3. The first contention of Sri Padmanabha Reddi, the learned counsel for the petitioner, is that by virtue of the order of this Court dated 20th of September, 1966, the document has been admitted in evidence and some evidence also has been let in on that basis. Once a document is admitted, neither the trial Court at a later stage, nor the appellate Court in appeal, can call such admission in question. He relies upon Section 36 of the Indian Stamp Act in support of this contention, which lays down that 'where an instrument has been admitted in evidence such admission shall not, except as provided in Section 61, be called in question at any stage of the same suit or proceeding on the ground that the instrument has not been duly stamped.'
4. The learned counsel, therefore, argues that now that the document has been admitted for whatever reason it might be, it is not open for the trial Court or for that matter, any other Court to object to receiving that document in evidence, on the ground that surcharge has not been paid on it. He invites our attention to the decision of the Supreme Court in Javer Chand v. Pukhraj Surna, : 2SCR333 and that of the High Court of Andhra in N. Basavaiah Naidu v. T. Venkateswaru, 1956 Andh WR 490 = (AIR 1957 Andh Pra 1022).
5. In 1956 Andh WR 490 = (AIR 1957 Andh Pra 1022) Viswanatha Sastri, J. was considering a case where a document had, in fact, been admitted in evidence, though is disregard of the provisions of S. 35 of the Stamp Act. The learned Judge took the view that Section 36 of the Stamp Act prohibited the rejection of a document, which had been already admitted and that objections could not be taken when there had been such admission of the document.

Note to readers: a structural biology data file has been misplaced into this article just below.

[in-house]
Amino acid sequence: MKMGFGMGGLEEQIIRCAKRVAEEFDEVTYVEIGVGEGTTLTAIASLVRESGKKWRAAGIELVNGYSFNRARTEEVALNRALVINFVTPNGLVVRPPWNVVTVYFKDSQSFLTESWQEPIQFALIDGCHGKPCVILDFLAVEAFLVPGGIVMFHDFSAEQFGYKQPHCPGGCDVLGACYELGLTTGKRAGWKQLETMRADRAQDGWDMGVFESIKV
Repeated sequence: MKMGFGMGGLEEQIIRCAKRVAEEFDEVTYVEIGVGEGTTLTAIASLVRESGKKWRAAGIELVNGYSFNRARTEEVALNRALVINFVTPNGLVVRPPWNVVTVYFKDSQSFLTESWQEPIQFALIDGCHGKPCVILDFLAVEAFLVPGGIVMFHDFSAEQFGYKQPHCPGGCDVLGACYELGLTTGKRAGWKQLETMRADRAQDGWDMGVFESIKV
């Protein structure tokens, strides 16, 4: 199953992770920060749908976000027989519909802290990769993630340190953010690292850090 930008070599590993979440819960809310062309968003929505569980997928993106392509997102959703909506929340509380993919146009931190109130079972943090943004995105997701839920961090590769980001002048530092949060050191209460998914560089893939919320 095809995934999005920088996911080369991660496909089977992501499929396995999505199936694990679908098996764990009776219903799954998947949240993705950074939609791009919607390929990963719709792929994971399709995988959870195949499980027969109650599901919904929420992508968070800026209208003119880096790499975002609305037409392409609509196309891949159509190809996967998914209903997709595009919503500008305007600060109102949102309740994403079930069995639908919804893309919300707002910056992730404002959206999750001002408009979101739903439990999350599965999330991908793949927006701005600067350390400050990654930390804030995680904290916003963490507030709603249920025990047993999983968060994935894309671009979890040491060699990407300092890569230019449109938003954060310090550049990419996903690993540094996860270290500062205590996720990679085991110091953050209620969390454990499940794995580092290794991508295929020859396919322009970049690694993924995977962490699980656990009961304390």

6. In : 2SCR333 the Supreme Court held that -
'Once a document has been marked as an exhibit in the case and the trial has proceeded all along on the footing that the document was an exhibit in the case and has been used by the parties in examination and cross-examination of their witnesses. Section 36 of the Stamp Act comes into operation. Once document has been admitted in evidence, as aforesaid, it is not open either to the Trial Court itself or to a Court of Appeal or Revision to go behind that order. Such an order is not one of those judicial orders which are liable to be reviewed or revised by the same or a Court of superior jurisdiction.'